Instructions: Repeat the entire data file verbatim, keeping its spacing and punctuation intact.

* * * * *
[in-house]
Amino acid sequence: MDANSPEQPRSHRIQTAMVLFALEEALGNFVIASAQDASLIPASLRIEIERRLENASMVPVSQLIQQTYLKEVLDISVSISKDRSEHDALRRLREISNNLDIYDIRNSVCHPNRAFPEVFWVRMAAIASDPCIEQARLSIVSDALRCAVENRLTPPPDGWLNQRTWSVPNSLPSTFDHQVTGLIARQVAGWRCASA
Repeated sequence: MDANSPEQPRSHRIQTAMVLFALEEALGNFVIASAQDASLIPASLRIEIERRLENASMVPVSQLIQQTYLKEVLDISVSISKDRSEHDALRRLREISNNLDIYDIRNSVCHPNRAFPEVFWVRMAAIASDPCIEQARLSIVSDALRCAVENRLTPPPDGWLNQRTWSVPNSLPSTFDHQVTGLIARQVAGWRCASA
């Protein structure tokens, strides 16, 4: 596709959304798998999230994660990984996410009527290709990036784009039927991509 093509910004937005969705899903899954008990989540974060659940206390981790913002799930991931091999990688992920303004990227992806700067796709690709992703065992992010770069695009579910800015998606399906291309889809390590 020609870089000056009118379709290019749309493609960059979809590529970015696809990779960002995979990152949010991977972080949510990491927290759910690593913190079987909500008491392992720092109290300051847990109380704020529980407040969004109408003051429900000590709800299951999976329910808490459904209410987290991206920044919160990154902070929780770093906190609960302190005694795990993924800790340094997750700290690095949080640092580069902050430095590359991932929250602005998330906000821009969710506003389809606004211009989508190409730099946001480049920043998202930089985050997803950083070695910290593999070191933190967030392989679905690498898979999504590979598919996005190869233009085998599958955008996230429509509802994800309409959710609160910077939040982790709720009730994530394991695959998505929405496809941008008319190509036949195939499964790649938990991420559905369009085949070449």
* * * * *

[in-house]
Amino acid sequence: MDANSPEQPRSHRIQTAMVLFALEEALGNFVIASAQDASLIPASLRIEIERRLENASMVPVSQLIQQTYLKEVLDISVSISKDRSEHDALRRLREISNNLDIYDIRNSVCHPNRAFPEVFWVRMAAIASDPCIEQARLSIVSDALRCAVENRLTPPPDGWLNQRTWSVPNSLPSTFDHQVTGLIARQVAGWRCASA
Repeated sequence: MDANSPEQPRSHRIQTAMVLFALEEALGNFVIASAQDASLIPASLRIEIERRLENASMVPVSQLIQQTYLKEVLDISVSISKDRSEHDALRRLREISNNLDIYDIRNSVCHPNRAFPEVFWVRMAAIASDPCIEQARLSIVSDALRCAVENRLTPPPDGWLNQRTWSVPNSLPSTFDHQVTGLIARQVAGWRCASA
């Protein structure tokens, strides 16, 4: 596709959304798998999230994660990984996410009527290709990036784009039927991509 093509910004937005969705899903899954008990989540974060659940206390981790913002799930991931091999990688992920303004990227992806700067796709690709992703065992992010770069695009579910800015998606399906291309889809390590 020609870089000056009118379709290019749309493609960059979809590529970015696809990779960002995979990152949010991977972080949510990491927290759910690593913190079987909500008491392992720092109290300051847990109380704020529980407040969004109408003051429900000590709800299951999976329910808490459904209410987290991206920044919160990154902070929780770093906190609960302190005694795990993924800790340094997750700290690095949080640092580069902050430095590359991932929250602005998330906000821009969710506003389809606004211009989508190409730099946001480049920043998202930089985050997803950083070695910290593999070191933190967030392989679905690498898979999504590979598919996005190869233009085998599958955008996230429509509802994800309409959710609160910077939040982790709720009730994530394991695959998505929405496809941008008319190509036949195939499964790649938990991420559905369009085949070449």